The next session was a panel debate, in which Lord Davis posed the question, “Are quotas the best way to get women on boards?” The panel consisted of Nicola Mendelson, Lindsey Clay, Daryl Fielding and Stevie Spring.
Although many of us agreed that mandated quotas weren’t necessarily the right thing to adopt, we all agreed that the threat of them has put women on the agenda, forcing us to think more about opportunities for women in the workplace.
There is no hiding that men and women, even with similar educational backgrounds, often differ in their perspectives. The female perspective is neither necessarily better, nor more insightful, but different. And, it’s this difference that will cultivate board diversity, combining alternative and complementary views which will lead to better decisions in the end.
For the time being, there will be no legislation to impose a quota; but what can we do in our industry and agencies to bring more women on to executive boards? The 30% club is one initiative, whose pledge is “Growth Through Diversity”, aiming to end masculine boardroom control on a voluntary basis, without the need for a controversial quota, such as that imposed in Norway, where 40% of board members must be women.
It is also critical to identify talented woman and create career opportunities for them, implementing the right talent development and succession planning to nurture them to the top, as well as measuring results to check for progress. Nicola Mendelson spoke about how her agency, Karmarama has implemented a women’s group, speaker events and mentors as well as involving men by posting intriguing posters calling for good men. They would then meet said ‘good men’ and educate them on how to stop and call out sexist behaviour in the office, because they realised it was much more powerful if it came from the blokes themselves. This highlights how we need to think creatively about how we address the issues within our own agencies.
Before lunch we had our ‘breakout sessions’, giving us the opportunity to explore key topics in greater detail and in smaller discussion groups. I opted for Speed Mentoring in which we had ten ‘power’ minutes with each mentor to ask questions. Below I’ve picked out a few words of wisdom from each mentor.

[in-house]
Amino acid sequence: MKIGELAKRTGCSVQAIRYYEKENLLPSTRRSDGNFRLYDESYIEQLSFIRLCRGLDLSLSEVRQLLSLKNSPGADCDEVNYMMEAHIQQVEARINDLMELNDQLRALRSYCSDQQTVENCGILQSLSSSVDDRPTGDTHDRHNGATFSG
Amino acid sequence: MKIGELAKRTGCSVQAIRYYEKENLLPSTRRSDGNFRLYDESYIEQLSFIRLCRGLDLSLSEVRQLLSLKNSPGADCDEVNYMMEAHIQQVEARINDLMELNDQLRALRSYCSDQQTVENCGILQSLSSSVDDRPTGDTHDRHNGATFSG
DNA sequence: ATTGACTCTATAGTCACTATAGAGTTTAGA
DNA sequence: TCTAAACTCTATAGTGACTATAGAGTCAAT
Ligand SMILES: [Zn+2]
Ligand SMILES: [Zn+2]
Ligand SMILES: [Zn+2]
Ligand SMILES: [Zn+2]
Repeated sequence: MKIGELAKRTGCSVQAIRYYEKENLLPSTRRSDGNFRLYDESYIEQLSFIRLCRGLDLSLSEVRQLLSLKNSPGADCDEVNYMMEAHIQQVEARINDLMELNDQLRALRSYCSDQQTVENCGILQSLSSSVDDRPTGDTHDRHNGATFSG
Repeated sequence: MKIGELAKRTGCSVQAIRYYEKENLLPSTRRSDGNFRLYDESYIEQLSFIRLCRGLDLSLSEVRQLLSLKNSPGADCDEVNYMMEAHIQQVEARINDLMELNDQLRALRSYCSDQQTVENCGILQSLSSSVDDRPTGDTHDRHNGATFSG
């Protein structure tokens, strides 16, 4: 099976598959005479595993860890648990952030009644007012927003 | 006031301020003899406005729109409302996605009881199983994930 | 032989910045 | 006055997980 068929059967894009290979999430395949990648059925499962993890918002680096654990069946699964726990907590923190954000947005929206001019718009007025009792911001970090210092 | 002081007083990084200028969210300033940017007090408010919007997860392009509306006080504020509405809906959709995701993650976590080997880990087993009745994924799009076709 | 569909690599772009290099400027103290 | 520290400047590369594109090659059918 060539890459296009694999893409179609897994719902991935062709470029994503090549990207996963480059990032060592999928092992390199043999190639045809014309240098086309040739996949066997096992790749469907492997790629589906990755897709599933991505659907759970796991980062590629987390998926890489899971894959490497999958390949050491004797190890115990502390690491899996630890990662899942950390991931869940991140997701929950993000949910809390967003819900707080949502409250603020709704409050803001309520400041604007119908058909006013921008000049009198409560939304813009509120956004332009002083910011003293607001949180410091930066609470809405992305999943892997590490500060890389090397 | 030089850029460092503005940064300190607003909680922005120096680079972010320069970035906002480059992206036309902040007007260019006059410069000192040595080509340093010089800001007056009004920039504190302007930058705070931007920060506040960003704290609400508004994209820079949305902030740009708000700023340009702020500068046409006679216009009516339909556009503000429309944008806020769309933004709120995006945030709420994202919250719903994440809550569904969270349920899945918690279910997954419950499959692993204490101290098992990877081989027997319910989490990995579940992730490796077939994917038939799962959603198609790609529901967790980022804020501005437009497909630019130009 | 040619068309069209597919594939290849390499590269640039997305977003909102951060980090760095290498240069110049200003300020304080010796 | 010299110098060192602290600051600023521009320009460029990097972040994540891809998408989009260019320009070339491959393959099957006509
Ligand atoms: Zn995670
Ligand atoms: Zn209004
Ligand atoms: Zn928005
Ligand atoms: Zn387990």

- Leigh Thomas – Dare, CEO: Create a persona and dial it up for certain situations
- Cindy Yendell – Unspun, CEO: Become an expert at your strengths
- Lindsay Pattison – Maxus’, CEO: Being desperately ambitious isn’t a bad thing, so don’t apologise for it.
- Suki Thompson – Oystercatcher: Find a strong business partner.
- Zoe Osmond – NABS, CEO: Networking is powerful.
- Lindsey Clay – Thinkbox, Managing Director: Don’t be self-deprecating and always speak early in meetings with clarity.
- Jessica Burley – m/SIX, CEO: Agency life is refreshing and dynamic but you’re not in control of your time, client side is slightly more repetitive but you can manage your day more consistently so pick what’s right for you.
- Nicki Hare – Walker Media, Vice Chairman: If you have a rising star in your team keep them constantly challenge and nurture them up the career ladder.
- Nikki Crumpton – McCann Worldgroup, Director: Believe in yourself and be confident.
Part 4: Coming Soon
The second speaker was Karen Darke, a published author and 2012 paralympian silver medalist Karen’s talk was heartfelt, emotional and incredibly inspiring. If you need motivation, then Karen is your woman!
Karen had a serious mountain climbing accident which left her paralysed from her chest down. Since then, Karen has undertaken some enormous challenges that most of us in the room would never consider doing in our lifetime. Just a few of the tremendous journeys that Karen undertook were hand-biking over the Himalayas from Kyrgyzstan to Pakistan, kayaking the inside passage to Alaska and sit-skiing the 600km across Greenland to become the first person in a wheel chair to complete this journey. And, if that wasn’t inspirational enough Karen then decided that her next challenge would be to compete at the London 2012 Games.
Karen explained how many things can stand in our way of achieving success, and creates ‘those mountains in our minds’. For Karen, it was her self-doubt but then she realised she had to adapt to change. Karen’s positive attitude to life shone through, especially when she described her WIBA’s. Her personal acronym for, “wouldn’t it be amazing..?” Whatever your WIBA is, helping ourselves and others towards our WIBAs, no matter how simple or small they might be allows us to go on a journey and become our own hero. It’s better to try and fail than never try.
Karen finished her speech with this inspirational quote:
On Wednesday, a few of us Carat ladies were lucky enough to attend the WACL Gather Conference. WACL (Women in Advertising and Communications, London) is a group of the most influential women in the UK Communications Industry who invest their time and energy in helping to develop women in our industry and run training workshops throughout the year which culminates in Gather – a day of inspiration and training.